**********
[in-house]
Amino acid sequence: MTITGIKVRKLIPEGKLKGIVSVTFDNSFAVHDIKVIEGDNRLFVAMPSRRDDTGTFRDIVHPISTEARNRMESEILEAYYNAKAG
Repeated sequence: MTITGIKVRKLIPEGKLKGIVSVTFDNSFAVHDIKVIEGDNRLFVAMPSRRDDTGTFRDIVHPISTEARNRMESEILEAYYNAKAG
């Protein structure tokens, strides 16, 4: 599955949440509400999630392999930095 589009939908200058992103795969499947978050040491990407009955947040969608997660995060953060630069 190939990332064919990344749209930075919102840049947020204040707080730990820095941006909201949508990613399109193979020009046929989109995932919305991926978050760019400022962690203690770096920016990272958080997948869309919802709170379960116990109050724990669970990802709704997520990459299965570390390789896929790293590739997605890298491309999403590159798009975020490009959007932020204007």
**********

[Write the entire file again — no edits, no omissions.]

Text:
[in-house]
Amino acid sequence: MTITGIKVRKLIPEGKLKGIVSVTFDNSFAVHDIKVIEGDNRLFVAMPSRRDDTGTFRDIVHPISTEARNRMESEILEAYYNAKAG
Repeated sequence: MTITGIKVRKLIPEGKLKGIVSVTFDNSFAVHDIKVIEGDNRLFVAMPSRRDDTGTFRDIVHPISTEARNRMESEILEAYYNAKAG
């Protein structure tokens, strides 16, 4: 599955949440509400999630392999930095 589009939908200058992103795969499947978050040491990407009955947040969608997660995060953060630069 190939990332064919990344749209930075919102840049947020204040707080730990820095941006909201949508990613399109193979020009046929989109995932919305991926978050760019400022962690203690770096920016990272958080997948869309919802709170379960116990109050724990669970990802709704997520990459299965570390390789896929790293590739997605890298491309999403590159798009975020490009959007932020204007």